The type of U.S. Navy helicopter that crashed Wednesday near Norfolk, Va., killing at least two personnel, breaks down frequently and may be more accident-prone than other kinds of military helicopters, according to interviews and safety data.
An MH-53E Sea Dragon crashed Wednesday in the Atlantic Ocean, about 20 miles off the coast of Virginia Beach, during a training mission. Four of the five crew members were pulled from the frigid water. Two later died and a pilot remains missing.
The Cold War-era helicopter, made by Sikorsky Aircraft, is used primarily to hunt mines. Fully loaded, it weighs about 35 tons. And while it can haul more than any other helicopter -- it can actually carry other choppers -- it needs constant repairs to keep flying, according to a former sailor who maintained the aircraft.
"Those things break so much that hearing something like this is not a shock, which is terrible," he said in a telephone interview with Military.com.
The aircraft also has a higher rate of serious accidents than at least two other types of helicopters, according to statistics maintained by the Air Force.
The Air Force flew H-53 models such as the MH-53 Pave Low from 1966 through 2008, according to data from the Air Force Safety Center. During that period, 23 of the aircraft were destroyed over 519,364 hours of flying. That amounts to a lifetime destruction rate of 4.43 aircraft per 100,000 flying hours.
By comparison, the service's H-1 and H-60 helicopters have lifetime destruction rates of 2.28 and 1.97 per 100,000 flying hours, respectively.
Frans Jurgens, a spokesman for Sikorsky, referred questions about the figures to the Air Force.
In a statement on the accident, he said, "Sikorsky is ready to provide any assistance requested by Navy officials during their investigation. We extend our heartfelt sympathies and condolences to the families, friends and fellow service members of the brave and dedicated crew involved in this accident."
The aircraft fuselage and tail section have been found. The cause of the crash is under investigation.
When asked during a news conference if he had any concerns about the safety of the helicopter following the accident, Capt. Todd Flannery, commander of the Navy's Helicopter Sea Combat Wing Atlantic, said, "I do not."
The Navy's helicopter accident rates weren't immediately available. But the Navy and the Marine Corps in fiscal 2012 counted at least four accidents involving either MH-53E Sea Dragon or CH-53D Sea Stallion helicopters, two of which were fatal and killed a total of six personnel, according to the Navy's annual mishaps report.
The former sailor who worked as a mechanic and collateral duty inspector on the MH-53 said he wasn't surprised at the news of the latest deadly accident.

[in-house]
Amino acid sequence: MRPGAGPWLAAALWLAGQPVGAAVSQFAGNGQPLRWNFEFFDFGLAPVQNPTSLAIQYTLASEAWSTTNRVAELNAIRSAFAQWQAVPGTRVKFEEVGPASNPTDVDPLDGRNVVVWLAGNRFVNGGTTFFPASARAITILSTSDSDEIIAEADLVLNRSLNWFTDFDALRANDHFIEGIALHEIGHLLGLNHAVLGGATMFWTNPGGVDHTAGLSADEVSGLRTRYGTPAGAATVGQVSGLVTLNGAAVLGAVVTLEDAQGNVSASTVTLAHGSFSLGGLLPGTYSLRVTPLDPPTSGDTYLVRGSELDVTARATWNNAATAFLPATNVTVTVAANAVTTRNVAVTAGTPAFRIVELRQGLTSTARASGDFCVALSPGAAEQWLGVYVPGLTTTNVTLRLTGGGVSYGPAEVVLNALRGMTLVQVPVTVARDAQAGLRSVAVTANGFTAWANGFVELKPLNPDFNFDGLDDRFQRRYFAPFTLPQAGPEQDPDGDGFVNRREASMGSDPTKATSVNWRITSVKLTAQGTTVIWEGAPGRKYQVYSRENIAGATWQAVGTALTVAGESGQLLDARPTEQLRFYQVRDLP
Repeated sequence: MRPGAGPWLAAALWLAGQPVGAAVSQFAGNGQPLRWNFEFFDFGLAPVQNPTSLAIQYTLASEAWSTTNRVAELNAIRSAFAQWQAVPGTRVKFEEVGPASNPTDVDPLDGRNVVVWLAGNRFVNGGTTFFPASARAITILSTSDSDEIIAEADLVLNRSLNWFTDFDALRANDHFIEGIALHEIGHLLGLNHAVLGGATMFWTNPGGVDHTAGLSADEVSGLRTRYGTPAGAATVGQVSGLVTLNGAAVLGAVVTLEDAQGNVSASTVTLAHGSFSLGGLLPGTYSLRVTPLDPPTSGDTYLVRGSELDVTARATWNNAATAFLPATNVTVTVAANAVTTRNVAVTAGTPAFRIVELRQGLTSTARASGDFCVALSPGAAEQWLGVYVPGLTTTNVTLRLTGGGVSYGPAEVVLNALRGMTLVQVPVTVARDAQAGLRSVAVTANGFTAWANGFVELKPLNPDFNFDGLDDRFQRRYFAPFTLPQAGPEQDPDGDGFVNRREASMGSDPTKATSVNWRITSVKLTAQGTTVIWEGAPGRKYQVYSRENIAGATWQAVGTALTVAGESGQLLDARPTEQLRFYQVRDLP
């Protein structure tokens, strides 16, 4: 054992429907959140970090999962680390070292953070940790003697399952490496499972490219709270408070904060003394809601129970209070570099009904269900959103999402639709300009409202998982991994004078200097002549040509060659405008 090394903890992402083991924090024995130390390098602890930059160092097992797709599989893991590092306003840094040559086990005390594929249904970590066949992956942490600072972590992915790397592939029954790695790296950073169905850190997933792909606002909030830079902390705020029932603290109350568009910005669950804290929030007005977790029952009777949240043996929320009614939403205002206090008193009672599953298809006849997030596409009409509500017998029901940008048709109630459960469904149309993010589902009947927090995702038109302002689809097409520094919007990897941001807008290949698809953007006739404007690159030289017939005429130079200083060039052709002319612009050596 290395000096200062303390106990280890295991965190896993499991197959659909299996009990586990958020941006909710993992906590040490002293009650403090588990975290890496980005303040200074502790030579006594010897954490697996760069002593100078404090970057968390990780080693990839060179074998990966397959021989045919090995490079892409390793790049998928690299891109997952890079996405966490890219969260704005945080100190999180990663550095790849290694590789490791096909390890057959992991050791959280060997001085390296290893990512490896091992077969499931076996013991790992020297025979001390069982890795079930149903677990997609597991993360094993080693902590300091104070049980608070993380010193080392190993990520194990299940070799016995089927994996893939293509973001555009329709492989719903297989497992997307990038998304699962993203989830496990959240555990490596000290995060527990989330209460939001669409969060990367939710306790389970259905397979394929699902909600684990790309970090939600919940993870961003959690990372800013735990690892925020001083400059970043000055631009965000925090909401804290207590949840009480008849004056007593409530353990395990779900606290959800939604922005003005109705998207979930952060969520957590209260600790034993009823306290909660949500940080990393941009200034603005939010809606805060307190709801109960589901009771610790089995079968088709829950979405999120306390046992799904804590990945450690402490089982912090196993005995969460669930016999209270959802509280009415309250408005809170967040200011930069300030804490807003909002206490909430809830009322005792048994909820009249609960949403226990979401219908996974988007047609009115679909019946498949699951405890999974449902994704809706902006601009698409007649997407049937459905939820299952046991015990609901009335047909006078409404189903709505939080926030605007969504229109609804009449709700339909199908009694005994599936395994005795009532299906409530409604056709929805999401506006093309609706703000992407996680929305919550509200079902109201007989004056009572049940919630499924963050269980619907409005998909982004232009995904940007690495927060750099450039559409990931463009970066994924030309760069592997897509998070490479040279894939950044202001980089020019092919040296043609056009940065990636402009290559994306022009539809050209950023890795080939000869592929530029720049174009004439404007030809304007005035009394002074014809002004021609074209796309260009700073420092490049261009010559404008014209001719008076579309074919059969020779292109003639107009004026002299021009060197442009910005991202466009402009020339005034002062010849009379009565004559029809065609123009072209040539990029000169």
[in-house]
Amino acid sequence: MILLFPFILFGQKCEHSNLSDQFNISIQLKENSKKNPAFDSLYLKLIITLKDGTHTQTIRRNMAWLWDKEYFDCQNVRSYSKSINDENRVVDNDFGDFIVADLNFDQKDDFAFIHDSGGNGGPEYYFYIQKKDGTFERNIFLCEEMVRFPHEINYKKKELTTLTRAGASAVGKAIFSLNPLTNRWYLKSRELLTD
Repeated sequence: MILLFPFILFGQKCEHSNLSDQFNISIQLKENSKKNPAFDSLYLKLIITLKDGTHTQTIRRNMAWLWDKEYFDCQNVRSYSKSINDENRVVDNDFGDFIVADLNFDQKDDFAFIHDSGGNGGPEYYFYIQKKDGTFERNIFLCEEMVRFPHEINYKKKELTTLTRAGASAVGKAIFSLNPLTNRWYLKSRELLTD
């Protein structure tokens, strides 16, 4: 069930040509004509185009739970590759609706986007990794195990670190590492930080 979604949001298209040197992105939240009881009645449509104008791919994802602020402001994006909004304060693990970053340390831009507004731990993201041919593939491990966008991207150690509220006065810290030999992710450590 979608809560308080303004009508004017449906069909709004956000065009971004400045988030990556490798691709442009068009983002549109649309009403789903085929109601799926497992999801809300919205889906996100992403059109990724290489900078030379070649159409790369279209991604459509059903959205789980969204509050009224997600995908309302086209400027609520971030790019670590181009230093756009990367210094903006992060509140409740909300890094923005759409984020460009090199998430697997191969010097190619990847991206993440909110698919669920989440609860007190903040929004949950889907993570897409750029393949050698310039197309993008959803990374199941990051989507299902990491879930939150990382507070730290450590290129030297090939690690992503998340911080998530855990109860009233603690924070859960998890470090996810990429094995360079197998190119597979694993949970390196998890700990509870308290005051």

This individual previously served with the squadron involved in the crash and requested anonymity to speak freely about his experience.
He said the helicopter's accident rate may be even higher in the Navy than the other services because the Navy uses the aircraft mostly for mine sweeping, a far more mechanically demanding mission than simply transporting equipment and troops. To hunt for explosives underwater, the helicopter is flown dragging a sonar-loaded sled about the size of a Ford F-250 pickup truck across the ocean.
"That's a really big strain on the aircraft," he said. "If you can imagine fighting the winds over the ocean. It puts a lot of stress on the aircraft."
What's more, the older MH-53 lacks modern electronic fly-by-wire controls and sensor technology to help guide pilots and warn them of potential danger, he said.
"When you pull the stick, you're pulling actual metal wires on an engine," he said. "There's not some electronic signal telling the engine to rev up or rev down, or telling the blades to angle up or angle down. It's just a really old system and leads to a lot of mishaps."
He said the helicopter already has the highest ratio of maintenance hours to flight hours of any in the fleet partly because even small jobs, such as replacing a nick on a rotor blade, can take hours of fine-tuning and re-calibrating afterward.
"It's astronomical with the MH-53," he said of the figure. "It's the highest of any aircraft the Navy has, and it far out paces the second."
He said he never flew in the helicopter without encountering some kind of problem. Indeed, his best honors in the Navy are related to getting the helicopters flying again. He received a medal once for changing a couple of rotor blades that almost fell off during a mission.
The aircraft involved in the Jan. 8 accident was part of Helicopter Mine Countermeasures Squadron 14, or HM-14, based at Naval Station Norfolk, one of two such squadrons that operate a combined total of almost 30 MH-53s. It was conducting what the Navy described as a routine mine countermeasure training exercise at the time of the crash.
The aircraft ran into trouble around 10:45 a.m. and sent out a distress call before plunging into the 41-degree water. As a second MH-53 provided immediate support, the Navy dispatched two rescue helicopters to the scene. While the seas were relatively calm at 1 to 2 feet, the air temperature was 28 degrees.
The four crew members were flown in pairs to Sentara Norfolk General Hospital, where two later died. The Navy identified them Thursday as Lt. J. Wesley Van Dorn, 29, of Greensboro, N.C., also a pilot, and Petty Officer 3rd Class Brian Andrew Collins, 25, of Truckee, Calif., an aviation warfare systems operator.
One crew member was in good condition and another has been released from the hospital. The Navy and Coast Guard on Thursday suspended their search for the missing crew member, whose name is Lt. Sean Christopher Snyder, 39, of Santee, Calif.